As for Rizal, he was also arrested in May 2017. At that time, he was deployed at the Woodlands Checkpoint as an armed officer conducting general security duties.
MHA noted that he was, since 2015, aware of Khairul's intentions to go to Syria as the latter had repeatedly confided in him.
Rizal, however, did not alert the authorities or Aetos management, and instead suggested to Khairul various ways to get to Syria and die there as a martyr.
"Rizal did not share Khairul's desire to participate in armed violence. However, as an auxiliary police officer, he should have been aware of the prevailing terrorism threat and his failure to dissuade Khairul and report him to a superior officer was a serious lapse of judgment," MHA said.
Now that he is under a restriction order, Rizal has to abide by several rules. For instance, he is not allowed to change his residence or job, or travel abroad, without the prior approval of the Internal Security Department director.
This latest round of arrests was made public a week after MHA revealed that a 22-year-old woman, infant-care assistant Syaikhah Izzah Zahrah Al Ansari, was detained for radicalism under the ISA.
Speaking to reporters on Tuesday, Law and Home Affairs Minister K Shanmugam noted that while there have been a few arrests of late, these are still regarded as "isolated incidents" in the overall scheme of things.
He felt it would be "very wrong" for employers to start vetting Muslim employees or job applicants in a different way, because it would have an opposite effect of what they want.
As for Khairul in particular, Mr Shanmugam said he was vetted by the authorities when he joined Aetos in 2015 but there were no obvious signs and it would have been difficult to detect any at the time.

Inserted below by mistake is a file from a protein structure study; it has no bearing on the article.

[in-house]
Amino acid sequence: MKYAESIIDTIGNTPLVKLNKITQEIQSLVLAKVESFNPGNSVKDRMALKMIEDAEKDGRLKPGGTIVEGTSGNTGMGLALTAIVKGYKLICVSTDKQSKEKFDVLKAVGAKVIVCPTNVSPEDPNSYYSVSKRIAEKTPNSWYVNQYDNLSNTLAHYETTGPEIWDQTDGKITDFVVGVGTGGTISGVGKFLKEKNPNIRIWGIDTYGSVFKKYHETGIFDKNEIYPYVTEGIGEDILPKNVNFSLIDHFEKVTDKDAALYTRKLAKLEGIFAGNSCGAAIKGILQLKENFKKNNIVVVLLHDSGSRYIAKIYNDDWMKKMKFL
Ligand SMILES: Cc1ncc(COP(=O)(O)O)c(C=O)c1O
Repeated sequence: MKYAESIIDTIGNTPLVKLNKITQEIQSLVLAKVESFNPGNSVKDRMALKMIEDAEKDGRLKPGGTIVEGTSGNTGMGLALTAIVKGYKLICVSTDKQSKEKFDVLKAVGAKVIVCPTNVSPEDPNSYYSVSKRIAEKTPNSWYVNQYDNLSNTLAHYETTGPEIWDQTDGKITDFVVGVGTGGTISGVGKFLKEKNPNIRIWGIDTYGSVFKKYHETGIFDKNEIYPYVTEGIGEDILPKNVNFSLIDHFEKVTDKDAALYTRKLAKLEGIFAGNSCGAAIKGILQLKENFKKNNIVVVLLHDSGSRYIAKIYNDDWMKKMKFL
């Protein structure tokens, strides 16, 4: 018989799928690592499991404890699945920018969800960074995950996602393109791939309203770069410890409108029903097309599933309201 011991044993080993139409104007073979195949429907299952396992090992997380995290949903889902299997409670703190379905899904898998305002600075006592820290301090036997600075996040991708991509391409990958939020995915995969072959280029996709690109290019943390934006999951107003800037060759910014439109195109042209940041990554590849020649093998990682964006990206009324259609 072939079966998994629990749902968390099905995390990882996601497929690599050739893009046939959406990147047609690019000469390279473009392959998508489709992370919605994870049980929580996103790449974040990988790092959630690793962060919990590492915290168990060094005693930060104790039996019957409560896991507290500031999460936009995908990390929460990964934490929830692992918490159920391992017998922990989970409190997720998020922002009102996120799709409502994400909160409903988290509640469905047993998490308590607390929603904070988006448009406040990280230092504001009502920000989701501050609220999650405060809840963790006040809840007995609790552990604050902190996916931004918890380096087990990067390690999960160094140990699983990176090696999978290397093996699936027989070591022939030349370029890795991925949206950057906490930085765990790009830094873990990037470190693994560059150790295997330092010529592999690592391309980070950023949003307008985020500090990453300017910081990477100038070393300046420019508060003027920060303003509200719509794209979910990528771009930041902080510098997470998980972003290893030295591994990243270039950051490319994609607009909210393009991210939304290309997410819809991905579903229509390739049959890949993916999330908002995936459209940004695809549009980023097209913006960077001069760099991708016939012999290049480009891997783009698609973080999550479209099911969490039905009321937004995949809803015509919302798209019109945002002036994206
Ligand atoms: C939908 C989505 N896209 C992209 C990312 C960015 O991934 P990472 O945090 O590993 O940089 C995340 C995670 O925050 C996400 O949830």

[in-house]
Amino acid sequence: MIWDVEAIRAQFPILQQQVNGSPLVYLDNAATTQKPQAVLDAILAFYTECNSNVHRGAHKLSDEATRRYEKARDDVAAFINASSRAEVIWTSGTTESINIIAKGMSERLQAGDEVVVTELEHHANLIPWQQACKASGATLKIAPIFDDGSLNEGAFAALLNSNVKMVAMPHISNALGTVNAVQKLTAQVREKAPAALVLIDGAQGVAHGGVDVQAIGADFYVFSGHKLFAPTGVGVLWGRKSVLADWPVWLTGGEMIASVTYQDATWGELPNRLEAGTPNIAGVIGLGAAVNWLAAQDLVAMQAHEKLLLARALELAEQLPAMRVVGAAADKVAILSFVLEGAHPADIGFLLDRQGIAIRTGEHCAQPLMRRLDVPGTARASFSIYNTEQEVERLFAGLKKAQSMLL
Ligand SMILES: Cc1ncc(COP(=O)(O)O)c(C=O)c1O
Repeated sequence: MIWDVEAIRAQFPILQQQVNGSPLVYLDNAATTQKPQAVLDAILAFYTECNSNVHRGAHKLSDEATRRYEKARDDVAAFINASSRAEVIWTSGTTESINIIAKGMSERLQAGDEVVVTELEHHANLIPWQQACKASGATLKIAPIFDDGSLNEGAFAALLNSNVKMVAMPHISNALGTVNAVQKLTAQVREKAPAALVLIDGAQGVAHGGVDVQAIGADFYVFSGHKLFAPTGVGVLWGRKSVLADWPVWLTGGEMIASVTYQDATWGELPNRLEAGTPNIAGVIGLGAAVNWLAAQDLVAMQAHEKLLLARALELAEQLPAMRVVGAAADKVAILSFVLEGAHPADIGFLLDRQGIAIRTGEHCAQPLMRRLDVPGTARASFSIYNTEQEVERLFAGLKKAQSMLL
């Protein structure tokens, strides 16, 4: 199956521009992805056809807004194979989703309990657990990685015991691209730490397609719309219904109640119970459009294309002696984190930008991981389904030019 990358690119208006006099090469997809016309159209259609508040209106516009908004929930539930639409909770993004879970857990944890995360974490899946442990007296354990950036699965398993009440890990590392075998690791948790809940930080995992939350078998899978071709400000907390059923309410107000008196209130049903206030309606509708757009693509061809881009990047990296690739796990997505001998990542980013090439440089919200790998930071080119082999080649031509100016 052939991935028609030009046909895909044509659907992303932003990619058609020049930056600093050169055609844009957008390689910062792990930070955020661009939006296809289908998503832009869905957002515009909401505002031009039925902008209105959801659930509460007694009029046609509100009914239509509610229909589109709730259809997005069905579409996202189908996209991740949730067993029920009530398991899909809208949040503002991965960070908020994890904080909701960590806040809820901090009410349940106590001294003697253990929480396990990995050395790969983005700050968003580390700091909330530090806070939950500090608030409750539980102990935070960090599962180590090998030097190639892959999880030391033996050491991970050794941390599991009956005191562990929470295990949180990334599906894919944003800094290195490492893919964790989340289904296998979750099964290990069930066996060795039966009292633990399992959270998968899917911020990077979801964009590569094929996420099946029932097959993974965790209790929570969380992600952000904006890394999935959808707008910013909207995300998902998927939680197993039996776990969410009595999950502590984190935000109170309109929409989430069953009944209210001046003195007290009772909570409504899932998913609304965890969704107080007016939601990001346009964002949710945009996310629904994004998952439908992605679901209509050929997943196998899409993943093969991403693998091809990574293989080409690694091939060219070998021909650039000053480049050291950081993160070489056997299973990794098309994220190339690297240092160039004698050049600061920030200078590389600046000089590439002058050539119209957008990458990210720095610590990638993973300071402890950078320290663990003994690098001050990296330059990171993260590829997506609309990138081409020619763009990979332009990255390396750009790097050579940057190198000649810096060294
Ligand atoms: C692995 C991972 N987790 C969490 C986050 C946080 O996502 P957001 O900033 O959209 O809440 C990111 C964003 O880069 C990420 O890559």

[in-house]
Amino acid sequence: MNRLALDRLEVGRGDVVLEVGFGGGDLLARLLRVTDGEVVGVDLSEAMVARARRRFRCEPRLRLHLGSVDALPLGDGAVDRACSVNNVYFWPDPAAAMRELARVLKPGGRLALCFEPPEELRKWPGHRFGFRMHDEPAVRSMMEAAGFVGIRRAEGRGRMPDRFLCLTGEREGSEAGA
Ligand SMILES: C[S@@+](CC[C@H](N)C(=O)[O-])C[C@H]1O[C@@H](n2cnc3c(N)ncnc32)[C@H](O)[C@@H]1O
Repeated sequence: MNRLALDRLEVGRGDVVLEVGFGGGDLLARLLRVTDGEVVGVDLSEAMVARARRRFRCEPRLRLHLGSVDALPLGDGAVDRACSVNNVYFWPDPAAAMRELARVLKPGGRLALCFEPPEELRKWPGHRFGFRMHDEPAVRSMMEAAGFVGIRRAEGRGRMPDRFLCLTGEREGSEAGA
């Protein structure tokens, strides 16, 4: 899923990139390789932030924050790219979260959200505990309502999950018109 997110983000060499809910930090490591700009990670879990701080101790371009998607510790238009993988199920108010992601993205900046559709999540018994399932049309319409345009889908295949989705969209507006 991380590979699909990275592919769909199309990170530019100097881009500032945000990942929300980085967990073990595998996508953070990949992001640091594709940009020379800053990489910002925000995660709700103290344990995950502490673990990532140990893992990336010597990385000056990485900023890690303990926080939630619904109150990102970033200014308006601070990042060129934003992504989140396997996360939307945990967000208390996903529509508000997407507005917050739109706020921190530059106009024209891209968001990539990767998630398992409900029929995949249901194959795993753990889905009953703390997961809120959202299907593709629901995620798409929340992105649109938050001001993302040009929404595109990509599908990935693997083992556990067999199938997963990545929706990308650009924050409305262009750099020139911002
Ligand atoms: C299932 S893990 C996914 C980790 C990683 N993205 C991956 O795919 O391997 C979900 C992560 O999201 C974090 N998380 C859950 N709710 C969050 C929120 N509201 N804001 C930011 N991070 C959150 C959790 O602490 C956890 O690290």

Minister-in-charge of Muslim Affairs Yaacob Ibrahim described the two new cases of self-radicalisation as a "grim reminder" for the Muslim community that the young needs urgent help and assistance.
"Without a strong and anchored religious foundation, the allure of false, extremist ideologies may become too great as individuals seek answers to their own personal challenges," he said.
The MHA reiterated its point that those who are aware of a family member or friend who has become involved in terrorism-related activities should contact the Internal Security Department at 1800-2626-473.
All about Aetos
AETOS Holdings is one of three licensed auxiliary police organisations in Singapore. It provides integrated safety and security solutions to businesses and government agencies.
The company was set up in 2004, after the merger of the auxiliary police forces of PSA Corporation, Singapore Technologies Kinetics, and Changi International Airport Services.
Aetos has about 2,900 officers on its payroll. It has provided security for the Marina Bay Singapore Countdown, the Formula 1 Singapore Grand Prix and the 2015 SEA Games, among other major events.
Last October, urban development group Surbana Jurong announced it had bought Aetos from investment firm Temasek Holdings.
Like other private security firms in Singapore, Aetos has found it difficult to recruit enough Singaporeans to fill its positions, and has turned to Malaysia and Taiwan to hire more officers.